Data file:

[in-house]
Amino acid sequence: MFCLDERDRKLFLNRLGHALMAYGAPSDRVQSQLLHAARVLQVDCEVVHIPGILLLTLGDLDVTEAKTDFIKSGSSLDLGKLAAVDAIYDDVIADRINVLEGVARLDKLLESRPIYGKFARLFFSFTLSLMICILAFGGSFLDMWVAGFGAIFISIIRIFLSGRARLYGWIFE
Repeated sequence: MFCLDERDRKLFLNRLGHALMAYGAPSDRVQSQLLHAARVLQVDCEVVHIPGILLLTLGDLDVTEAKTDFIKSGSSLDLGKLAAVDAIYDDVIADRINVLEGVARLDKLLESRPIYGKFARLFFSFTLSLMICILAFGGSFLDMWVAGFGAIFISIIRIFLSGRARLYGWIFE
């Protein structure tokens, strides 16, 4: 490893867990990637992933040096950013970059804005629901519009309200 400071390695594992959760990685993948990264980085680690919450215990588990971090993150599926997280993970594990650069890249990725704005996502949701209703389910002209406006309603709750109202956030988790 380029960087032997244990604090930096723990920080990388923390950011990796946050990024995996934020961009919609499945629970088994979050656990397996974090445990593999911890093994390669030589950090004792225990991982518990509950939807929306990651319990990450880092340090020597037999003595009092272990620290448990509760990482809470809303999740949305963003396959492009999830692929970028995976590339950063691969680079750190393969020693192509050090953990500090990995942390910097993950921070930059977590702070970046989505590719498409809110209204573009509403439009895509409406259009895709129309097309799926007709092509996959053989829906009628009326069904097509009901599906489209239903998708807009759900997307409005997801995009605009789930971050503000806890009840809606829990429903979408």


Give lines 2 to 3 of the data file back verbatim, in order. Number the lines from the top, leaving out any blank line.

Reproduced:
Amino acid sequence: MFCLDERDRKLFLNRLGHALMAYGAPSDRVQSQLLHAARVLQVDCEVVHIPGILLLTLGDLDVTEAKTDFIKSGSSLDLGKLAAVDAIYDDVIADRINVLEGVARLDKLLESRPIYGKFARLFFSFTLSLMICILAFGGSFLDMWVAGFGAIFISIIRIFLSGRARLYGWIFE
Repeated sequence: MFCLDERDRKLFLNRLGHALMAYGAPSDRVQSQLLHAARVLQVDCEVVHIPGILLLTLGDLDVTEAKTDFIKSGSSLDLGKLAAVDAIYDDVIADRINVLEGVARLDKLLESRPIYGKFARLFFSFTLSLMICILAFGGSFLDMWVAGFGAIFISIIRIFLSGRARLYGWIFE